In general we can note, the heavier the racket, the more stable it is and the more power a player can generate with each shot. A lighter racket will give the player more hand speed flexibility, and an easier maneuverability of the racket, which can have a major impact when the game is getting faster, or in windy conditions.

The Balance

We can roughly distinguish between three different types of “balances”. As a reference we define the neutral balance of a 50 cm long racket first, which is at 25 cm, as it is exactly the center of the racket. 

Low balance rackets have the weight that drops slightly towards the handle, which gives you better control over the racket. That’s why many beginners like this type of balance a lot. Medium balance rackets have the weight placed between the head and the handle. These types of rackets usually provide a perfect balance between power and control. High balance rackets have the weight slightly towards the head, which offers a greater degree of power but less control. These types of rackets are usually not ideal for beginners but more for advanced or professional players that use this type of characteristic to play a more aggressive game. Tip: You can easily test the balance of your racket yourself – even without professional equipment. Simply place the racket on a flat table towards the edge of the table. Let the handle and the heart of the racket float in the air and try to find the exact point where your racket does not fall yet – this is your balance point. Now you can measure the distance between the beginning of your grip and the edge of the table to determine your balance point in centimeters:

= neutral balance: 25 cm (exactly the center of a 50 cm racket)

→ low balance < 25 cm

→ medium balance > 25 to 26,4 cm

→ high balance > 26,5 cm

The increased net height for the professional men’s circuit (from 1.70 to 1.80 m) has also led to a change in racket balance. While many pro men players used to have a medium or high balance to get more speed on the ball, they now tend to use a medium or low balance to achieve higher and faster maneuverability and better ball control.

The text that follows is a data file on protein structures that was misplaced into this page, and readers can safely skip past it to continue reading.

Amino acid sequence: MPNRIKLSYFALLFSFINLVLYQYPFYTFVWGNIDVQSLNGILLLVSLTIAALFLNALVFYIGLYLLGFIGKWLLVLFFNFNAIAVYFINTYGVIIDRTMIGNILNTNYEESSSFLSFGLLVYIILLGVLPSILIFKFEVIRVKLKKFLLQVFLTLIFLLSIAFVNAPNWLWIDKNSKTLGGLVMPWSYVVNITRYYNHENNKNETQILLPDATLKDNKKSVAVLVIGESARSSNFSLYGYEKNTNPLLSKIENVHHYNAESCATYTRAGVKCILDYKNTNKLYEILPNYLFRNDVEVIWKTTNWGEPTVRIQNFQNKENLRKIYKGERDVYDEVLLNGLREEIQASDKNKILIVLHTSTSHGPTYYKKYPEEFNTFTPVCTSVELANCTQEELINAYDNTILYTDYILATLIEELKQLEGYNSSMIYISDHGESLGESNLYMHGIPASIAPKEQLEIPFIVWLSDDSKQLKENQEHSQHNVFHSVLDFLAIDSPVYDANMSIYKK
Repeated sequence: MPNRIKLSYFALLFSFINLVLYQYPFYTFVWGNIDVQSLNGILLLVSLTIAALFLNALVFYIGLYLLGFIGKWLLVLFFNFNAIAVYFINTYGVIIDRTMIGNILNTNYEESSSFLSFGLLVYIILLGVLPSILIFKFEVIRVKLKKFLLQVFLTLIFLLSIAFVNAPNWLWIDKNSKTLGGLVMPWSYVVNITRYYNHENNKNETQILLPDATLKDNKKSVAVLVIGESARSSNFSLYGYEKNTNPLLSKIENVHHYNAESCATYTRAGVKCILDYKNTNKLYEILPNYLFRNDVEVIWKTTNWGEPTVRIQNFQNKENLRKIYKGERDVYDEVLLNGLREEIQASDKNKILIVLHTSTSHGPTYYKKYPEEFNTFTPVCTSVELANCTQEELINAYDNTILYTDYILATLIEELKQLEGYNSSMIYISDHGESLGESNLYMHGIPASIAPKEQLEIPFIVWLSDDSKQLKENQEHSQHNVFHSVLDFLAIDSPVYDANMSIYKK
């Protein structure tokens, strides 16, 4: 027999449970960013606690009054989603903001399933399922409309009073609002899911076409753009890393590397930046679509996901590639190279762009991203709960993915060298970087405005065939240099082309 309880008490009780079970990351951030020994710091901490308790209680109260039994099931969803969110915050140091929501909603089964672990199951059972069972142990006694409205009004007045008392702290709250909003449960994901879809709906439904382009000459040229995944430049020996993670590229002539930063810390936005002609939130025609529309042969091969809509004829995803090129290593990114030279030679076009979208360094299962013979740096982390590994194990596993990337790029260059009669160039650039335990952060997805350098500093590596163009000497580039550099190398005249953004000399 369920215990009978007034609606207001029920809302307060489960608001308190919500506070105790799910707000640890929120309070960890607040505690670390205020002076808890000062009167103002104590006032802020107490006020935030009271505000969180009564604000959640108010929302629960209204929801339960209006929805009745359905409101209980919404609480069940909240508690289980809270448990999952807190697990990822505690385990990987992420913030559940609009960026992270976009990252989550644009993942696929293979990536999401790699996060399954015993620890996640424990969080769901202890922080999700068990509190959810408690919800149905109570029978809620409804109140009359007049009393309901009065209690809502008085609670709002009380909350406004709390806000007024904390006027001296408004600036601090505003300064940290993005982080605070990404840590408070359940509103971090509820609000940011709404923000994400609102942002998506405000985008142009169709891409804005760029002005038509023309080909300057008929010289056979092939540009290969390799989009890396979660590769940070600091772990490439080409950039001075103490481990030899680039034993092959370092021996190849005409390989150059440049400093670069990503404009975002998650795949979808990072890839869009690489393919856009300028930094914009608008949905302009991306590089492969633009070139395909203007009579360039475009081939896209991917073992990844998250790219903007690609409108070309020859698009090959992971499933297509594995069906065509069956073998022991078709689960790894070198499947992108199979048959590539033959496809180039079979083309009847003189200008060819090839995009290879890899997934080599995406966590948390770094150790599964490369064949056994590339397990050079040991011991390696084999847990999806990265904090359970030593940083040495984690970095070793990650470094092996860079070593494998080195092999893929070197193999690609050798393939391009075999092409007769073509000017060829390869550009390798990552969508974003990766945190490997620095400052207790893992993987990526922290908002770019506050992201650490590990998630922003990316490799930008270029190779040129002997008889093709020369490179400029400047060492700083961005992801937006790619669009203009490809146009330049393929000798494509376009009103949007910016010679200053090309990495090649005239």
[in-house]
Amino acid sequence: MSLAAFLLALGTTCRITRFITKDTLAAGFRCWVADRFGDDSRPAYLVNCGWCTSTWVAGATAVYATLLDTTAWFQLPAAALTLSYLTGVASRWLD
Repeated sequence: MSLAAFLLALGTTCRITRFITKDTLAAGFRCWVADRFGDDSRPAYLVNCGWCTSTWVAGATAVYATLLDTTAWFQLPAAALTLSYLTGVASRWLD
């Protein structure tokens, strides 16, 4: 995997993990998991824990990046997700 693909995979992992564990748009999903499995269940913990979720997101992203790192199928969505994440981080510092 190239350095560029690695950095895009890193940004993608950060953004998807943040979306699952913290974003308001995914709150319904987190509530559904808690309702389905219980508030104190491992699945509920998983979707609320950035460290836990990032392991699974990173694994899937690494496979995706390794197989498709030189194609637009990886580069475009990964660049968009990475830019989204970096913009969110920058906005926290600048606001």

The Sweet Spot

The sweet spot of a Beach Tennis racket is the optimal impact area to hit the ball and thus achieve greater efficiency for your shot, both in terms of control and power. In Beach Tennis, the best hitting area is the one that resists the arriving balls the best and requires the least amount of force to hit the ball. This area is usually the one that is least close to the edges → in the center of the racket face. The sweet spot is not always exactly in the center of the racket face, but it is usually about the same. The sweet spot also depends on the material combination of the racket (EVA + surface) and is narrower with carbon rackets in particular, while it is wider with Kevlar and fiberglass rackets.

Personally, I love my racket (NOX MB10) very much, because in my opinion this model gives an extremely large sweet spot and a very balanced feel, which is especially important when you don’t have time to hit the ball optimally, for example when defending or returning. Therefore, I recommend to you to find out about the sweet spot of your racket … how much is your racket supporting your shots when you don’t hit the ball perfectly in the center of the racket face? 🤔

The Design

Uffff, this is a difficult section for me because I know HOW IMPORTANT the design of a racket is to most players … although in the end it does not make the game changing difference. 🫢 Of course, a beautiful racket or that of your idol can give you a special motivation and self-confidence, but I would never advise you to buy a racket just because it looks great … or at least not to expect the racket to match your own playing characteristics. 😆✌️


To sum it all up, it is not as easy as it seems to find the best matching racket for each player as so many different factors influence the quality and playing characteristics of a racket. If you can test rackets before you buy them, I can advise you to play all different shots (aggressive and defensive shots, touch game, and also serve and return) to test the racket regarding your individual preferences.

My overall advice to find a good racket for you:

  1.     If you are a beginner or amateur: 
    • start with a lighter fiberglass or fiberglass-carbon racket with extra soft EVA
  1.     If you are a more advanced player:
    • check your own game style characteristics to match to the racket characteristics – a harder (carbon or kevlar) racket probably fits best 
  1. Try out different rackets to get a feeling for what fits best to you – test them before buying!